Last Friday, the House passed the new Farm Bill that conferees had lengthily negotiated. Most Democrats voted against it. The Senate passed the bill yesterday, with twice as many Democrats as Republicans voting in favor. The White House has said the President will sign it.
So it’s a done deal. Some agricultural interests, e.g., rice and peanut farmers, are celebrating. Virtually no one else, I think, is altogether happy — and certainly not those of us who advocate for strong safety net programs.
Some anti-hunger advocates had urged Congress members to defeat the bill because, as I’m sure you know, it includes a cut in SNAP (food stamp) benefits.
But in this case, I think a victory could well have paved the way for a more devastating defeat. So I’m disappointed, but at the same time relieved.
What If the Farm Bill Hadn’t Passed?
The cut amounts to 8.6 billion over 10 years. It’s achieved by establishing a new restriction on a provision commonly known as “heat and eat.” An estimated 850,000 households — 1.7 million people — will lose, on average, $90 a month in SNAP benefits.
But the Farm Bill could have been far, far worse, as the standalone nutrition part the House passed shows. It would have reduced SNAP funding by at least $39 billion over 10 years. Some 3.8 million people would have lost their benefits entirely.
And the House bill included some other truly pernicious provisions, including an incentive for states to deny SNAP benefits to as many low-income jobless adults as possible. Their children also.
These provisions are all gone, with one limited exception. The Center on Budget and Policy Priorities gives the details, plus a section-by-section summary of the whole nutrition part of the bill.
What would we have seen next year if majorities in the House and Senate had rejected the Farm Bill? I wouldn’t have wanted to chance it, given the iffy prospects for continuing Democratic control of the Senate.
This is why I concur with the bottom line reached by CBPP President Robert Greenstein.
He too would like to have seen higher SNAP benefits and/or other changes that would raise them for households with extremely high housing costs, but believes the compromise is the best we were likely to get.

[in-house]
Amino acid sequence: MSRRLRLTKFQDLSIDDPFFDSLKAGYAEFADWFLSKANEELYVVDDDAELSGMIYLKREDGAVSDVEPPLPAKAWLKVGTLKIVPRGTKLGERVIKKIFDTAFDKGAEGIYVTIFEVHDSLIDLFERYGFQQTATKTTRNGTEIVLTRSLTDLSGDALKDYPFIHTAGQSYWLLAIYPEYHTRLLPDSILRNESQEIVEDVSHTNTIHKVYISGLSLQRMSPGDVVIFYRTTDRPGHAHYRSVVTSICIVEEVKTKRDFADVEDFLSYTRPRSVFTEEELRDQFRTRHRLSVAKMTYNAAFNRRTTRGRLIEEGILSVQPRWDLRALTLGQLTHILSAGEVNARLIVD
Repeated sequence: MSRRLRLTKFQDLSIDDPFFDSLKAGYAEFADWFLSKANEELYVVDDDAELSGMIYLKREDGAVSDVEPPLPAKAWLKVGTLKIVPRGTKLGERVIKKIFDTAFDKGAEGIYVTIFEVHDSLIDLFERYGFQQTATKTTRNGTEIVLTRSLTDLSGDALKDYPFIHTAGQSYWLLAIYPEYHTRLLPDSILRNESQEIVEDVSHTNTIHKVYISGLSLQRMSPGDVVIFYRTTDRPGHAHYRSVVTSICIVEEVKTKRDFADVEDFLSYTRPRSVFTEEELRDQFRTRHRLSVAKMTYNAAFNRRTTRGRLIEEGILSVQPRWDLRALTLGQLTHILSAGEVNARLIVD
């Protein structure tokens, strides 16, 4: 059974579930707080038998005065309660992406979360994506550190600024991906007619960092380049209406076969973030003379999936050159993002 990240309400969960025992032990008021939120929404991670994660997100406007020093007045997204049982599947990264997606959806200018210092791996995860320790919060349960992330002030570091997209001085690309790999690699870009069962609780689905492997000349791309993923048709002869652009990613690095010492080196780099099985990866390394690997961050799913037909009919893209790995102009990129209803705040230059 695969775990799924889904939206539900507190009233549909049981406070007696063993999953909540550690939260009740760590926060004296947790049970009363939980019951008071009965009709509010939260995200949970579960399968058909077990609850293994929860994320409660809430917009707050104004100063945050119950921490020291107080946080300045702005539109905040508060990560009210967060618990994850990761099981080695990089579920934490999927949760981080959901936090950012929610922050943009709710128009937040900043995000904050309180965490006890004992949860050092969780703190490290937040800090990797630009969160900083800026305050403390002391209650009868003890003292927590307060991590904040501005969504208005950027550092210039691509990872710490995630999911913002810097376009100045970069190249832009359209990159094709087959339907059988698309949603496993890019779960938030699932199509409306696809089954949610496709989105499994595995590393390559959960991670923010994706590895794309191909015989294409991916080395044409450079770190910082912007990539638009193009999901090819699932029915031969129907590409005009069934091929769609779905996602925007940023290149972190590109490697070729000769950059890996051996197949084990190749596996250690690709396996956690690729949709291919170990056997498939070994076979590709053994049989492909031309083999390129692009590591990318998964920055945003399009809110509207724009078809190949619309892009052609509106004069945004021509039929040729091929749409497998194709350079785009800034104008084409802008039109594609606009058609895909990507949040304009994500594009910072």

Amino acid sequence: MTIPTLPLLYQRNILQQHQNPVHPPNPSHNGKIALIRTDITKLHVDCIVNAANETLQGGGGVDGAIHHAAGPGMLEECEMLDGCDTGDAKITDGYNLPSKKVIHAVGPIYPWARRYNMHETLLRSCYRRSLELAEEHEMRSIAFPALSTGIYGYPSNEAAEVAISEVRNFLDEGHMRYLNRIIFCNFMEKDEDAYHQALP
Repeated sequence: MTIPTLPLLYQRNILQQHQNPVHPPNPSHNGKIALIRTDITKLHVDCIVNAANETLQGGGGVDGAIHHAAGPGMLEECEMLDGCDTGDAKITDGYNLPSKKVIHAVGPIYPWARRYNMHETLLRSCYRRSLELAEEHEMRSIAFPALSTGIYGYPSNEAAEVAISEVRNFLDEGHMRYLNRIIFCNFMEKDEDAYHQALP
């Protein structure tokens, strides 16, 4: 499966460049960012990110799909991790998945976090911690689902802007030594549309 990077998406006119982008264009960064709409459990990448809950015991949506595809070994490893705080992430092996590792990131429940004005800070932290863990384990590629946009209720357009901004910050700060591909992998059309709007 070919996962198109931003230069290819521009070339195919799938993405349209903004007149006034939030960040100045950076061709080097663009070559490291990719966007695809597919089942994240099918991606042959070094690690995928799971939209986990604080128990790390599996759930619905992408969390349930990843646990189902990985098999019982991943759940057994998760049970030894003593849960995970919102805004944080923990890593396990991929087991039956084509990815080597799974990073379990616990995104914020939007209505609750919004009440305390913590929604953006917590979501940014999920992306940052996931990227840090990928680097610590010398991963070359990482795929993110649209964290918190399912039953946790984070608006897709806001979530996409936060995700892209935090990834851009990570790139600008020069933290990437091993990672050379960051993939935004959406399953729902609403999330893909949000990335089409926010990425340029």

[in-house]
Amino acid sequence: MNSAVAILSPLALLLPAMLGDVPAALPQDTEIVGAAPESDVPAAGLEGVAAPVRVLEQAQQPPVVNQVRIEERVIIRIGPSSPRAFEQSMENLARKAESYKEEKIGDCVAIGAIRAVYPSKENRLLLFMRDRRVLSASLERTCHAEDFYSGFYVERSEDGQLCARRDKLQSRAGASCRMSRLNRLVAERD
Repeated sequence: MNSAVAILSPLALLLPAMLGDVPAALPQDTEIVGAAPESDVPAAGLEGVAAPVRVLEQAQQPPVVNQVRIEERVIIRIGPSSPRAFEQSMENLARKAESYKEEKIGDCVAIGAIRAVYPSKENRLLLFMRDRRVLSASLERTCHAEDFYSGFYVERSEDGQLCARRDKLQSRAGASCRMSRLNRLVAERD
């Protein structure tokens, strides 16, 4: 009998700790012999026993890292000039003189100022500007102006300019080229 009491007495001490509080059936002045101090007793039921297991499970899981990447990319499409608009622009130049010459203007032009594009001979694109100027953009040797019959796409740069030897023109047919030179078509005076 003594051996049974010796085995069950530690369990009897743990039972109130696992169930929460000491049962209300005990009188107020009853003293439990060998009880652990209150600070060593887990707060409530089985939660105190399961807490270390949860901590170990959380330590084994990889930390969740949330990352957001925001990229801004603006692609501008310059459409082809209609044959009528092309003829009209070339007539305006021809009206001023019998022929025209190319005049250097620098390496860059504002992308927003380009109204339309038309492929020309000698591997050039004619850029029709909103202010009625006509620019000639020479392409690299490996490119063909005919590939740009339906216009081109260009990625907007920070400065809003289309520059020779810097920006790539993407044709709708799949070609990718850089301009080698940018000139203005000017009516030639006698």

Even if Republicans don’t gain a majority in the Senate, the “heat and eat” restriction could have worked its way into an annual appropriations bill if the Farm Bill hadn’t been reauthorized — or perhaps imposed through regulation.
As Greenstein says, the provision would have been tightened sooner or later because it “won’t withstand public scrutiny.”
What Is This “Heat and Eat” Business Anyway?
As I’ve written before, the “heat and eat” provision allows states to apply a standard utility allowance, i.e., an assumed cost for basic utilities, when they calculate a household’s shelter costs if the household received a benefit from the Low Income Heating and Energy Assistance Program.
In some cases, this results in a larger SNAP benefit than households would otherwise receive because it boost their shelter costs over 50% of their income.
The provision was originally intended to simplify administration, since receipt of a LIHEAP benefit clearly indicated that a household was paying — or trying to pay — its utility bills, rather than paying them as a portion of its rent and that it just as clearly was struggling with “excess shelter costs.”
Sixteen states and the District of Columbia have taken advantage of the “heat and eat” option. They provide a minimal LIHEAP benefit — a rock-bottom 10 cents in California — to maximize the SNAP benefits their residents qualify for, including those whose utility costs are folded into their rent.
One would be hard put, I think, to deny that they’re exploiting a loophole, though for the best of reasons. Utility costs are often high, whether paid directly or indirectly. And LIHEAP funding doesn’t enable states to help all who need it — fewer indeed than it used to.
So some SNAP households really do have to choose between heating and eating. More generally, as I’ve already said, SNAP benefits are too low — even at the maximum levels.
Congress nevertheless intended the “heat and eat” provision to reduce paperwork burdens, not give states a way to boost benefits.
The new Farm Bill doesn’t do away with the provision altogether. But it does close the loophole. States can still apply the SUA based on a LIHEAP benefit, but only for households that receive at least $20 a year — the threshold in the original House bill.
Politics, as they say, is the art of the possible. I believe this was the best possible outcome, given what House Republicans had put on the table — and what might well have become law if the Farm Bill had gone back to the drawing board.
A sad conclusion nonetheless.